Thailand’s Oldest Bank Stalling on Acquisition of Crypto Exchange

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Thailand’s oldest bank is taking its time to consider the agreement it made to purchase the country’s largest cryptocurrency exchange last year. 

Bangkok-listed SCB X agreed to acquire a majority stake in Bitkub Online for 17.9 billion baht ($490 million) at the peak of the crypto markets last Nov, with the intention of closing the deal earlier this year.

Yet, amid conversations with regulators, SCB says there is still due diligence to be carried out. Last month, the Securities and Exchange Commission fined the company and its chief executive for creating “artificial trading volume” on its platform.

The company and five officials were also fined by the regulator in May, due to breaching guidelines when the company listed its own digital coins. SCB has not proposed a completion date for the proposed acquisition of Bitkub. 

SCB ambitions

Heightened regulatory scrutiny facing Thailand’s cryptocurrency industry may be tempering SCB’s ambitions to become a market leader in digital assets. However, the deal’s delay has caused some to question the 115-year-old financial group’s intention to become a regional fintech powerhouse. 

“Bitkub is a key step for SCB to achieve its expansion into digital asset and fintech businesses,” said Asia Plus Securities analyst Therdsak Thaveeteeratham. “The delay further raises doubt about the deal completion. This would be a significant blow to SCB’s regional tech ambition.”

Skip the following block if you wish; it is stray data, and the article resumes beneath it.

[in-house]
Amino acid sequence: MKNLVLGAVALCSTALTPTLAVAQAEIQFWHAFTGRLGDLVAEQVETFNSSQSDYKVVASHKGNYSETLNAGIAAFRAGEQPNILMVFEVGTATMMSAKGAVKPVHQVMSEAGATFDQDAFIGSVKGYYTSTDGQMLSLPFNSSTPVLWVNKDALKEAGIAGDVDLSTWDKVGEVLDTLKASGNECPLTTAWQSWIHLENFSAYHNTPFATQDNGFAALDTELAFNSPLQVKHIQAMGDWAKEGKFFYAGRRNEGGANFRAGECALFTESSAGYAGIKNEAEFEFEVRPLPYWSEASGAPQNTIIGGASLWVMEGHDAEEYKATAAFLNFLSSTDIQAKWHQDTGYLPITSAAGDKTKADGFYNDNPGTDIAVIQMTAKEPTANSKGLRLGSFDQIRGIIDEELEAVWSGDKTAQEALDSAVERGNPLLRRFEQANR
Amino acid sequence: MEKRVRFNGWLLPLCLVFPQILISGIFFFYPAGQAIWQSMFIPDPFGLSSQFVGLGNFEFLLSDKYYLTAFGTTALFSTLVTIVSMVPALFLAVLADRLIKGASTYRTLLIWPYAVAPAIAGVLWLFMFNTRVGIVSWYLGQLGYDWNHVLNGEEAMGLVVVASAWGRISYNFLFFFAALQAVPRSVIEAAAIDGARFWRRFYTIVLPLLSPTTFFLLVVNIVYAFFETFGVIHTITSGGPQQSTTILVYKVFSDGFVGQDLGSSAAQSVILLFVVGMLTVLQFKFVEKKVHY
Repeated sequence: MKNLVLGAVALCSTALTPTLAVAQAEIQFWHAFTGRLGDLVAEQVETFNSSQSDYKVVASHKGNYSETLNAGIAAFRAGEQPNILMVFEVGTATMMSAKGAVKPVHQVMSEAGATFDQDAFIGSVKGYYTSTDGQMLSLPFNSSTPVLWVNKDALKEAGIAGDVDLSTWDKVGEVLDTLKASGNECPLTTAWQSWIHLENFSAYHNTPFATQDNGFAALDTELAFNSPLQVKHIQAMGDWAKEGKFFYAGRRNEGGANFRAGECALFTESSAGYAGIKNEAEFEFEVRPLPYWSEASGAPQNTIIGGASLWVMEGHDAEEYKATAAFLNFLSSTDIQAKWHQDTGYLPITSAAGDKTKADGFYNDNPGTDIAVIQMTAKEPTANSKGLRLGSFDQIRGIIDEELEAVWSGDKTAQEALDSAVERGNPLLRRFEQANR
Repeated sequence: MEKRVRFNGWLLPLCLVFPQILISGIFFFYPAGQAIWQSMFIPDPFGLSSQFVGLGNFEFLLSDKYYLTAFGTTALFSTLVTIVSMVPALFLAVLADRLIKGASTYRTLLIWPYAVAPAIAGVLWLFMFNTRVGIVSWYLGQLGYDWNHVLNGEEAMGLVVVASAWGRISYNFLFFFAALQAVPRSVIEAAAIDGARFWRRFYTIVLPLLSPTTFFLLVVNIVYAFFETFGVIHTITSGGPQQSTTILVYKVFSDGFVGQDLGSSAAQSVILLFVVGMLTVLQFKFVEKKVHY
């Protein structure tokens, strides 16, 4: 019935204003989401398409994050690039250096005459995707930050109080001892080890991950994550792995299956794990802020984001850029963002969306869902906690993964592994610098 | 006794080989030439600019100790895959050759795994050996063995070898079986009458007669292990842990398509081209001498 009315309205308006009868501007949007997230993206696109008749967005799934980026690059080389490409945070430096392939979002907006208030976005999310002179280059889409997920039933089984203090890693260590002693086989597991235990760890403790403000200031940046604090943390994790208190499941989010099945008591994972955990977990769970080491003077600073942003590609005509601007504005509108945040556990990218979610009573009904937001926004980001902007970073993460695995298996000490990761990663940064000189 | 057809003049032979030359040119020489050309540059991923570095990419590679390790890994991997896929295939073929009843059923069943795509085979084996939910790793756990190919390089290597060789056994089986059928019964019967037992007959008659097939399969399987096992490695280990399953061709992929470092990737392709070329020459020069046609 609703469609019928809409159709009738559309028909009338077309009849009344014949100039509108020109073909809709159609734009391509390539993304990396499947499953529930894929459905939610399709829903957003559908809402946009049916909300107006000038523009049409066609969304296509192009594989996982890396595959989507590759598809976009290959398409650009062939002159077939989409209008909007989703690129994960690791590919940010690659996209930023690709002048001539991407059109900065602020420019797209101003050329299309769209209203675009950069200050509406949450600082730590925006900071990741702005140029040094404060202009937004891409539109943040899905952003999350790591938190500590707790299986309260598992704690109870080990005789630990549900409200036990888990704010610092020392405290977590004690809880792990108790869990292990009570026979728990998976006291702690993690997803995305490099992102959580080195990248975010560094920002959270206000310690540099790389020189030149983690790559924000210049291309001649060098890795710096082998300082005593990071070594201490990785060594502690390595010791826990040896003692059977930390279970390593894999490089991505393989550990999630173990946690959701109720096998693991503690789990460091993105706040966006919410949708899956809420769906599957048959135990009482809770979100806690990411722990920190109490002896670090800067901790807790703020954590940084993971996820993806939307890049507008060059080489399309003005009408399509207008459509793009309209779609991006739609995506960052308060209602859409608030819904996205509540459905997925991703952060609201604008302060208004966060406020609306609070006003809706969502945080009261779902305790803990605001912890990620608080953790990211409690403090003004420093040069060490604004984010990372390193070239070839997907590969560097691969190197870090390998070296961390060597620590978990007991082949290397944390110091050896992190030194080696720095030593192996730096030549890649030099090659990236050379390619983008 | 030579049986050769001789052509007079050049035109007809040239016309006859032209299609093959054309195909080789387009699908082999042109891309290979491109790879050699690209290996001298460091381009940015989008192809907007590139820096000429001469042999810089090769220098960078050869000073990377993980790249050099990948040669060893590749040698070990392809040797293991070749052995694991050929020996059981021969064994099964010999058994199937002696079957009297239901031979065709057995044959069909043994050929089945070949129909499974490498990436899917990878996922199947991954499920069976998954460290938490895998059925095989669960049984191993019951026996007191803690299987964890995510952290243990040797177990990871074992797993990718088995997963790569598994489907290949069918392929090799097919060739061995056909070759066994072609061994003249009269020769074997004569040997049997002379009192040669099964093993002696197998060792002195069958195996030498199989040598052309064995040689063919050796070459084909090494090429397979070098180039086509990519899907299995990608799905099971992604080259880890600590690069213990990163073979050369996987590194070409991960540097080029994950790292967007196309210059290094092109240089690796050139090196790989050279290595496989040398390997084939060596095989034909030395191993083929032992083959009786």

Despite any potential setback regarding the pending Bitkub deal, the banking group is primed to follow through with its expansion into fintech, according to Bloomberg Intelligence. According to a recent report, the group saw broad-based digital adoption in the first quarter for users, loans and revenue. 

“SCB may continue to focus on high-growth fintech business,” said analyst Rena Kwok. “Its peer-leading digital transformation and foray into high-growth fintech space could offer medium-term earnings drivers.”

Earlier this year, Thailand’s securities regulator banned the use of cryptocurrencies as a means of payment. The rule, which came into effect April 1, also bars crypto operators from advertising the use of cryptocurrencies as a means of payment.


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Nick is a data scientist who teaches economics and communication in Budapest, Hungary, where he received a BA in Political Science and Economics and an MSc in Business Analytics from CEU. He has been writing about cryptocurrency and blockchain technology since 2018, and is intrigued by its potential economic and political usage.

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